What’s the background on The Rebecca Foundation? The Rebecca Foundation is a 501(c)(3) nonprofit that was started by Amanda La Bell in August of 2012 after she struggled with purchasing disposable diapers for her newborn daughter. A friend in her local mommies group told her about cloth diapers and, as they say, the rest is history. The foundation’s core values are to help all those who are in need; through that core value they provide help to families who are on government assistance (any type), military families, foster families, and will take families case-by-case who are struggling financially. To be provided a set of cloth diapers, families need to apply online, in person or may call a volunteer to help them complete the application over the phone. Upon approval, families will receive between 10 and 15 diaper changes, which can last up to two days before washing, for up to a year. The goal is to be a supplemental program, a way for families to transition from disposable diapers to cloth and build up their own supply of diapers during that time.

Is there a difference between today’s cloth diapers and your grandmother’s diapers? Today’s cloth diapers are NOT your grandmother’s (or mother’s, according to mine) cloth diapers. Most people, myself included, immediately think of flats (essentially a receiving-blanket-looking diaper) or possibly prefolds (the burp-cloth type diapers). People think you have to fold them like origami and try to close them with huge safety pins without sticking the baby (or themselves), so they dismiss the option of cloth without really considering it. Today’s modern cloth diapers are just as easy to use as disposables and have the added benefit of customizable absorbency and no blow-outs. The elastic holds in messes very well and you can even buy all-in-one, one-size diapers that, as their name implies, are all one piece that adjust in size to accommodate babies from 8 to 40 pounds.

There are used cloth diapers online selling for $80 a piece? What’s that about? Supply and demand, as with anything else. There are ones with prints on them that a lot of people like (some people collect each diaper made by certain companies), but only so many were made, so once they sell out there are people who want them and are willing to pay a premium to get them. Everybody has a price, so the hard-to-find, highly-sought-after diapers are going to go for whatever the person who owns it can get for it. I recently saw a plain purple diaper for sale for hundreds of dollars because it was never used and no longer made. I’m not sure if or what it sold for, but there is no way that I could/would pay like that for diapers, nor is there any need to. Not everyone uses cloth diapers to save money though; some do it for the cute bums and have a higher play money account than me.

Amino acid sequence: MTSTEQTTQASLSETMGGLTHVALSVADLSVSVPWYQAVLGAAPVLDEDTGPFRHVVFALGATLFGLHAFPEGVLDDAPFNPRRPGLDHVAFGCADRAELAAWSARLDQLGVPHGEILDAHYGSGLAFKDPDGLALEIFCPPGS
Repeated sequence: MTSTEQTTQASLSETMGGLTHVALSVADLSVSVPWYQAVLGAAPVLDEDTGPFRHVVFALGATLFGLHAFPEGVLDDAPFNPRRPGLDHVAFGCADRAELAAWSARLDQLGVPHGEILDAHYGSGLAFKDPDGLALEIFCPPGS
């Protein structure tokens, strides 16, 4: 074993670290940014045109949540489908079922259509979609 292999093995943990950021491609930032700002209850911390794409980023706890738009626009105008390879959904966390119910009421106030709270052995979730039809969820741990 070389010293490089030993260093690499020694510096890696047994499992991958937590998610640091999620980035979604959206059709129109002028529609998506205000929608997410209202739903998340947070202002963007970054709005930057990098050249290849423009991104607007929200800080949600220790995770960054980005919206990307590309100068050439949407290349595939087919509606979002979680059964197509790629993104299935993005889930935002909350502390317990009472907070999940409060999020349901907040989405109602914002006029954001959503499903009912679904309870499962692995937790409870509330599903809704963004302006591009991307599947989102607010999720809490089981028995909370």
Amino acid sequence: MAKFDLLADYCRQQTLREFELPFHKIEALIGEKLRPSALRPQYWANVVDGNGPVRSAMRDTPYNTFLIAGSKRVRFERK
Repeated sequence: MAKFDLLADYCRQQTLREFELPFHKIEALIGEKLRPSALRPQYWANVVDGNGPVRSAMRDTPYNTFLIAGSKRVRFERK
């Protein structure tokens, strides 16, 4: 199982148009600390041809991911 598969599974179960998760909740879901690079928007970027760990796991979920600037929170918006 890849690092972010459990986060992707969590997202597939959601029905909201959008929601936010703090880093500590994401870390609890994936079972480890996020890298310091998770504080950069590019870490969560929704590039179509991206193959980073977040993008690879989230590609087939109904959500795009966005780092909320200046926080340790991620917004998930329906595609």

Let’s face it, there is an eeewww factor here. In that respect, cloth are not as advantageous, right? Are there tricks to using cloth and reducing that factor? A diaper sprayer has been amazing, and I would love to get a Spray Pal when I can afford one. It’s a plastic contraption that holds the diaper spread out so you can spray it without having it splash all over your bathroom. Or even a Diaper Dawgs Spray Collar, which is a mini version of the Spray Pal and works just as well. Before heading to the hardware store to pick up parts for a diaper sprayer, we used a handheld shower head and a 5-gallon bucket.

The fact of the matter that most people don’t pay attention to, though, is that you’re supposed to empty “solids” out of every diaper into the toilet before tossing them in the garbage. That’s printed on packages of disposable diapers as well, however most people just ignore that.

Besides, how many times have parents changed a diaper and gotten something on their hands? It’s gonna happen regardless, and personally, the savings and health of our son are worth the extra yuk factor for us.

How can people learn more about The Rebecca Foundation and get tips on using cloth diapers? We have a wonderful website at www.clothforall.com. It has all the information about how the foundation got started, about cloth diapers, how to apply for help and more. We also have a very active social media presence from Facebook to Instagram.